UW-Stout News Story

Students help children with spring planting at greenhouse

March 25, 2013

Children from the Child and Family Study Center at UW-Stout are way ahead of schedule: They’ve already started their spring planting.

Three- and four-year-olds from the center visited the greenhouse in Jarvis Hall Science Wing on a recent day. With the help of students from the university’s Sustainable Agriculture Education Association, they planted vegetable and herb seeds in 24 little paper cups.

UW-Stout student Mariana Russell helps children from the Child and Family Study Center plant seeds at the greenhouse in Jarvis Hall Science Wing. First they scooped dirt from big containers and filled the cups. Then they poked holes in the dirt with their fingers and dropped in seeds for sweet red peppers, basil, lavender and sage.

“Some of the children were a little leery of getting their hands dirty, but some put their arms into the dirt up to their elbows,” said Ellen Jordan, SAEA communications director.

The plants were watered and left to grow in the greenhouse. When warm weather arrives, SAEA students will take the budding plants to the child care center and help children transplant them to an outdoor garden. The soil will be enriched with compost from a worm garden started previously at the center by SAEA members and the children.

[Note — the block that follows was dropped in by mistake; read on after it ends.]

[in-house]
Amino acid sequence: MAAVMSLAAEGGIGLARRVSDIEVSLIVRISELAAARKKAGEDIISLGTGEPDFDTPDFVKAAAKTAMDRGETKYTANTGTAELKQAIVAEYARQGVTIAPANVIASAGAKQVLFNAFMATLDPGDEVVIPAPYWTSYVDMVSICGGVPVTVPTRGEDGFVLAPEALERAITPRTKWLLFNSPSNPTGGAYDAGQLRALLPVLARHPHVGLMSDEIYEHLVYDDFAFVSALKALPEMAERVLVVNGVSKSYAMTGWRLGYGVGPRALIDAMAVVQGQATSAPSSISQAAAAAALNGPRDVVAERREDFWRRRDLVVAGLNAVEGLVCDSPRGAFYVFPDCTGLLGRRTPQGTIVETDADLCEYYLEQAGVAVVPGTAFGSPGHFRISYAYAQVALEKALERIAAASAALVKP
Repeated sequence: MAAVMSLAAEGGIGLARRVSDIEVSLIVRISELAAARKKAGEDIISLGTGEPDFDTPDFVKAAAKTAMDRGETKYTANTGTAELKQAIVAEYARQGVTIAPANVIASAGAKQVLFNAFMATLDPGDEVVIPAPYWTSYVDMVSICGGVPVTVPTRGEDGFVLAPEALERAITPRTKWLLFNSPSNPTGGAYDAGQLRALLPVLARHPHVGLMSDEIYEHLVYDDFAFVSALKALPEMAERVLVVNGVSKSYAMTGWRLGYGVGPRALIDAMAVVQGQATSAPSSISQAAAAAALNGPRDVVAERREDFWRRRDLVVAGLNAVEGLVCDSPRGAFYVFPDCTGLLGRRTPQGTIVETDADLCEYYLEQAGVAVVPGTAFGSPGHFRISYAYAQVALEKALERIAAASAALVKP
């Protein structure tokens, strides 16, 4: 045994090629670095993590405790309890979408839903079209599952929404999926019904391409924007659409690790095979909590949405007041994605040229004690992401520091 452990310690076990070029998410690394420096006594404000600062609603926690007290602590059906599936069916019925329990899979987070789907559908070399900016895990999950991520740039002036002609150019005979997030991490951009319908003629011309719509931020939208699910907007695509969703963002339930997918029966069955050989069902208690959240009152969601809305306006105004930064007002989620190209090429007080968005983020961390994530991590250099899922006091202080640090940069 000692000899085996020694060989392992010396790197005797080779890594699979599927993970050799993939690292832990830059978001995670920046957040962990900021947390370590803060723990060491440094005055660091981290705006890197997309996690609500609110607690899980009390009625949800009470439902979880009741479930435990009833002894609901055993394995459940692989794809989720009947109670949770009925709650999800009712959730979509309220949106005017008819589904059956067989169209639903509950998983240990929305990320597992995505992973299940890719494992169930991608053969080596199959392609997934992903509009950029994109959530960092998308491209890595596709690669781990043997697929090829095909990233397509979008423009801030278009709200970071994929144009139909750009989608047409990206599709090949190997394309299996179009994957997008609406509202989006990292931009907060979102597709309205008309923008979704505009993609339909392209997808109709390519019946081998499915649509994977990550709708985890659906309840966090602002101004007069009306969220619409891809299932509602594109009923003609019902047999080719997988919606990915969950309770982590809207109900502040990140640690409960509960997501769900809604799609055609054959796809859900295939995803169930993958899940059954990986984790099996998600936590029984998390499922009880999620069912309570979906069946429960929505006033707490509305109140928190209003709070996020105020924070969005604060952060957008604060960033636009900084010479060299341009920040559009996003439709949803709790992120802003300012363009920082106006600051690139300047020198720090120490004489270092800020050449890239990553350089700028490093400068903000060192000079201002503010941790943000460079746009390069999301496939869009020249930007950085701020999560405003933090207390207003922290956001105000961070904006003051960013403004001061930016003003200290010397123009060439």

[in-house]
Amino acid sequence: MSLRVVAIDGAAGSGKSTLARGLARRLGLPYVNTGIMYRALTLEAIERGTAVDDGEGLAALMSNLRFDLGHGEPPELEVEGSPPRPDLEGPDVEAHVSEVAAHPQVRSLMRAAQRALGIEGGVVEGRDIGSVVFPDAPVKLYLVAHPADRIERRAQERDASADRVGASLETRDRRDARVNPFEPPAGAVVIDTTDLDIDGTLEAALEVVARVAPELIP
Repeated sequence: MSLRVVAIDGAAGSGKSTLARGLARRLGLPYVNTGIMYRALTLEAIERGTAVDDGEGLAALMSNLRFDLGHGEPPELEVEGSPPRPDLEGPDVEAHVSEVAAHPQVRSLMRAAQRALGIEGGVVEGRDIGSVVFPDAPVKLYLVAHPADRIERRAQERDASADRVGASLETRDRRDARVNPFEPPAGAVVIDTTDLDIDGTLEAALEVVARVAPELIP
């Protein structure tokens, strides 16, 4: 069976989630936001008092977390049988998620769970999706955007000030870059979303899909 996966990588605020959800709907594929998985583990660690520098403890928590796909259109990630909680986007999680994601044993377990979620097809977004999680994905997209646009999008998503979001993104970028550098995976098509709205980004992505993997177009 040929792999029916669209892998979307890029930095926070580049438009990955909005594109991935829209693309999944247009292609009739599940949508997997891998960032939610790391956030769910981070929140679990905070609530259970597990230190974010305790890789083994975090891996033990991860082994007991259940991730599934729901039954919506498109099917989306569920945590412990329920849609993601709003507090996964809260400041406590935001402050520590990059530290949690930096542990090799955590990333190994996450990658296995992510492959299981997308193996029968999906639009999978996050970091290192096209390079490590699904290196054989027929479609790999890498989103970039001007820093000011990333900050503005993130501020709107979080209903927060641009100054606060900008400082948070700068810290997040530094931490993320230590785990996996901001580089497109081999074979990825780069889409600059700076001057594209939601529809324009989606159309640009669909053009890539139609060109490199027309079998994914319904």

During the spring and summer, SAEA volunteers will return to help children tend the garden. The goal is to harvest the peppers and use the herbs to make salsa, said Jordan, an applied science major from Marshfield.

The growing cycle will be completed in the fall when students help children clear out the old plants and winterize the garden with leaves and coffee grounds, the latter from Brew Devils coffee shop in the Memorial Student Center.

Ellen Jordan“The most rewarding part is to see how excited the kids are to get their hands dirty,” Jordan said. “We also like to get our hands dirty, so it’s nice to take a step back from the books and put what we preach into practice.”

The child care center is at 811 Sixth St. E. and in Heritage Hall, where there is a facility for infants and toddlers. Early childhood education majors work as student teachers and graduate assistants at CFSC.

This is the third year of the SAEA partnership with CFSC, according to Trevor Peterson, an AmeriCorps VISTA volunteer and food security coordinator at UW-Stout.

Judy Gifford, CFSC director, says the partnership “is wonderful to watch as it evolves. Modeling sustainability and a positive attitude of caring for our environment, our college ‘garden buddies’ work side by side with the children throughout the gardening process. The combined sustainability efforts teach everyone involved.”

To see a video of the spring planting event, click here.

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